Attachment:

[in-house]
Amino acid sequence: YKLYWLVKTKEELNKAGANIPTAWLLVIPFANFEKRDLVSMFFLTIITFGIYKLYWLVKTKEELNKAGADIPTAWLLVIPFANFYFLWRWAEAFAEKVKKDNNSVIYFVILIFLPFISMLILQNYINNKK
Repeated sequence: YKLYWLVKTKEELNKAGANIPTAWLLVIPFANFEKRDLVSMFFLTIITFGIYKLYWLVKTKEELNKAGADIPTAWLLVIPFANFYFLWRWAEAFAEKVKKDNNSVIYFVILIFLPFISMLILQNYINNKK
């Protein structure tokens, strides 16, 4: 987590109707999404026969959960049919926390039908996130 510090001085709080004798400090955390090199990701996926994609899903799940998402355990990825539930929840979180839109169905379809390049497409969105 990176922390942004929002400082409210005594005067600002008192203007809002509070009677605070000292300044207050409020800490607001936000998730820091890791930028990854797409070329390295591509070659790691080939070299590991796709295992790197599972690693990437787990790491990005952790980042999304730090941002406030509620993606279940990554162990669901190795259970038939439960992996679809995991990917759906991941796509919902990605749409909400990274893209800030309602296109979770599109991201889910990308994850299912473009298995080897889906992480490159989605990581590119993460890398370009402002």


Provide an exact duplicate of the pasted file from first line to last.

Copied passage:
[in-house]
Amino acid sequence: YKLYWLVKTKEELNKAGANIPTAWLLVIPFANFEKRDLVSMFFLTIITFGIYKLYWLVKTKEELNKAGADIPTAWLLVIPFANFYFLWRWAEAFAEKVKKDNNSVIYFVILIFLPFISMLILQNYINNKK
Repeated sequence: YKLYWLVKTKEELNKAGANIPTAWLLVIPFANFEKRDLVSMFFLTIITFGIYKLYWLVKTKEELNKAGADIPTAWLLVIPFANFYFLWRWAEAFAEKVKKDNNSVIYFVILIFLPFISMLILQNYINNKK
């Protein structure tokens, strides 16, 4: 987590109707999404026969959960049919926390039908996130 510090001085709080004798400090955390090199990701996926994609899903799940998402355990990825539930929840979180839109169905379809390049497409969105 990176922390942004929002400082409210005594005067600002008192203007809002509070009677605070000292300044207050409020800490607001936000998730820091890791930028990854797409070329390295591509070659790691080939070299590991796709295992790197599972690693990437787990790491990005952790980042999304730090941002406030509620993606279940990554162990669901190795259970038939439960992996679809995991990917759906991941796509919902990605749409909400990274893209800030309602296109979770599109991201889910990308994850299912473009298995080897889906992480490159989605990581590119993460890398370009402002």